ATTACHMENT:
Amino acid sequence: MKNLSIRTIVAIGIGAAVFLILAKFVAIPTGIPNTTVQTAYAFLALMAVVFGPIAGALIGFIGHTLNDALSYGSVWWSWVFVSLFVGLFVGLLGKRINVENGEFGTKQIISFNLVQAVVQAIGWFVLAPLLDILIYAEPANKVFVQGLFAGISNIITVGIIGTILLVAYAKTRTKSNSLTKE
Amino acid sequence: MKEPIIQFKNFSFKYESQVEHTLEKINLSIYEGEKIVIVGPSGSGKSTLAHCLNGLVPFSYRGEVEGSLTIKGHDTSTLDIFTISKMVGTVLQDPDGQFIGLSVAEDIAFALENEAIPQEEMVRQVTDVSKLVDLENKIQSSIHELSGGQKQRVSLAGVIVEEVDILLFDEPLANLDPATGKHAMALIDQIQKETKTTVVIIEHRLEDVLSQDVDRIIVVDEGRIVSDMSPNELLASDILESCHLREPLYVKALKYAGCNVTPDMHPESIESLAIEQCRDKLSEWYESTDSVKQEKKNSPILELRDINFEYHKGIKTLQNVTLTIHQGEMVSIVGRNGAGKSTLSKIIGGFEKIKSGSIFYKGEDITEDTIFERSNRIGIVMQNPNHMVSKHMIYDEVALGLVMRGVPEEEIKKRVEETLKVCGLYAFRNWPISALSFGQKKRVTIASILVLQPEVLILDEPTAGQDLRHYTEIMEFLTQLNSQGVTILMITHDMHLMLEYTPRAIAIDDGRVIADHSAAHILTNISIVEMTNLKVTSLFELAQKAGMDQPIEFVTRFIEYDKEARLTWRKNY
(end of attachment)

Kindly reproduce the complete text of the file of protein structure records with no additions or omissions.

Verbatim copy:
Amino acid sequence: MKNLSIRTIVAIGIGAAVFLILAKFVAIPTGIPNTTVQTAYAFLALMAVVFGPIAGALIGFIGHTLNDALSYGSVWWSWVFVSLFVGLFVGLLGKRINVENGEFGTKQIISFNLVQAVVQAIGWFVLAPLLDILIYAEPANKVFVQGLFAGISNIITVGIIGTILLVAYAKTRTKSNSLTKE
Amino acid sequence: MKEPIIQFKNFSFKYESQVEHTLEKINLSIYEGEKIVIVGPSGSGKSTLAHCLNGLVPFSYRGEVEGSLTIKGHDTSTLDIFTISKMVGTVLQDPDGQFIGLSVAEDIAFALENEAIPQEEMVRQVTDVSKLVDLENKIQSSIHELSGGQKQRVSLAGVIVEEVDILLFDEPLANLDPATGKHAMALIDQIQKETKTTVVIIEHRLEDVLSQDVDRIIVVDEGRIVSDMSPNELLASDILESCHLREPLYVKALKYAGCNVTPDMHPESIESLAIEQCRDKLSEWYESTDSVKQEKKNSPILELRDINFEYHKGIKTLQNVTLTIHQGEMVSIVGRNGAGKSTLSKIIGGFEKIKSGSIFYKGEDITEDTIFERSNRIGIVMQNPNHMVSKHMIYDEVALGLVMRGVPEEEIKKRVEETLKVCGLYAFRNWPISALSFGQKKRVTIASILVLQPEVLILDEPTAGQDLRHYTEIMEFLTQLNSQGVTILMITHDMHLMLEYTPRAIAIDDGRVIADHSAAHILTNISIVEMTNLKVTSLFELAQKAGMDQPIEFVTRFIEYDKEARLTWRKNY